Towards a world without Facebook


Dear block chain people: this is your hour. Abandon your transparently greedy get-rich-quick schemes, turn away from your casinos of de-facto modern-day penny stocks, and focus your decentralized attention on what the world needs. Save us, O blockchainers, from the scourge that is Facebook! Decentralize all the things!

Every year, it seems, a new “new Facebook” arises, swells, deflates, and vanishes, generally in a matter of weeks. Remember Diaspora? Ello? Mastodon? Vero? I imagine them as gangs of bandits charging The Wall in Game of Thrones, prompting the Night’s Watch of Menlo Park to … ignore them completely until they go away. The critical mass of everyone you know, plus the cost and complexity of an infrastructure that provides a broad panoply of valuable features to two billion people — those are Facebook’s 700-foot-high barrier of enchanted ice.

And yet. It is whispered in dark corners, at conventions with names like Consensus and TokenFest, that there is a secret tunnel in that wall, a fundamental flaw. That Facebook’s advantage of massive scale could melt away if faced by the dark magic of decentralization, wherein users own their own data, encrypted by them, stored in the location of their choice, shared only as and when they explicitly approve, while they connect peer-to-peer with interactions mediated and paid for via a tokenized protocol, across an armada of nodes running — yep, you guessed it — some sort of blockchain.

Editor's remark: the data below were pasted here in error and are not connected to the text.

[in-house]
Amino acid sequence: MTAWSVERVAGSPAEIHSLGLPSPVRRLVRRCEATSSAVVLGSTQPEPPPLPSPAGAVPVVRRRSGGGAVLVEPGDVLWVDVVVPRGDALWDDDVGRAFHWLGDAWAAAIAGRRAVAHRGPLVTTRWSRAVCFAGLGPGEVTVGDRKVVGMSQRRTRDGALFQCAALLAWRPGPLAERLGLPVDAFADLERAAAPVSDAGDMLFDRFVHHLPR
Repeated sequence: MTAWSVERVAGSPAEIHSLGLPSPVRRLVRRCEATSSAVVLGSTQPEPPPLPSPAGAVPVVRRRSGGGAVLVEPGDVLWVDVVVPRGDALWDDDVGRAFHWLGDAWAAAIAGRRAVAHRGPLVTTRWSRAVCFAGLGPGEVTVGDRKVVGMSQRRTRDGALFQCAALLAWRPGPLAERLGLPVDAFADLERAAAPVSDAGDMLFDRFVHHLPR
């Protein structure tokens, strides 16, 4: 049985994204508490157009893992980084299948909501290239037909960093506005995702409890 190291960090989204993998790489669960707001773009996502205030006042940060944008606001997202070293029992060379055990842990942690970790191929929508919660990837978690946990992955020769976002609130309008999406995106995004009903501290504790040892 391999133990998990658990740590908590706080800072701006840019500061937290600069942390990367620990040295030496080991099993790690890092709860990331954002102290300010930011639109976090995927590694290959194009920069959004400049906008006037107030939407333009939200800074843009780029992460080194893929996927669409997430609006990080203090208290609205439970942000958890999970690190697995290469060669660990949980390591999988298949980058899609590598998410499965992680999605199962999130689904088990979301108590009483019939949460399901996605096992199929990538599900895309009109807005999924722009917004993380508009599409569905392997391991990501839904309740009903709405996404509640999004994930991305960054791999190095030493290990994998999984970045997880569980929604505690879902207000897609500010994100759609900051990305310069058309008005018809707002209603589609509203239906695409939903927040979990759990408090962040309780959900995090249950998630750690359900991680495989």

This is essentially nonsense. For now. Its fundamental flaw is the fundamental flaw of most grandiose decentralized blockchain notions; they are too much, too large, too megalomaniacal, too soon. They want to supplant the entire existing order, whether it be money, the entire financial sector, democratic governance, social media … or, really, pick a field of human endeavour, there’s probably some white paper outlining a token-based decentralized wholesale replacement for the way things are done now.

Dear blockchain people: stop it. I like big thinking as much as anyone, but in practice you don’t change things by overthrowing them. You won’t blow out a torch that’s been burning for many years with your new Big Bang. Instead, in practice, you start small, with a tiny cohort of enthusiasts, and you iterate — sometimes for a very long time — before you get any traction that the wider world notices at all. You do not, repeat not, gather a band of adventurers together in an inn to immediately form up and charge The Wall.

Especially stop it with consumer applications. I stand by my statement that “blockchains are the new Linux, not the new Internet” more strongly with each passing month. Blockchain enthusiasts may enjoy perusing their wallets and counting how many different kinds of ERC20 tokens which generally still have no actual utility, beyond that of a penny stock are contained within. Ordinary users, however, do not.

Better token UX won’t fix their fundamental problem. Online micro payments didn’t fail again and again because decentralized tokens weren’t a thing yet; they failed because their cognitive load was far too great to sustain their use. Tokens don’t change that one iota. If your consumer decentralized app involves ordinary users knowingly accumulating, spending, or transferring custom tokens, your consumer decentralized app will fail.

[Read More]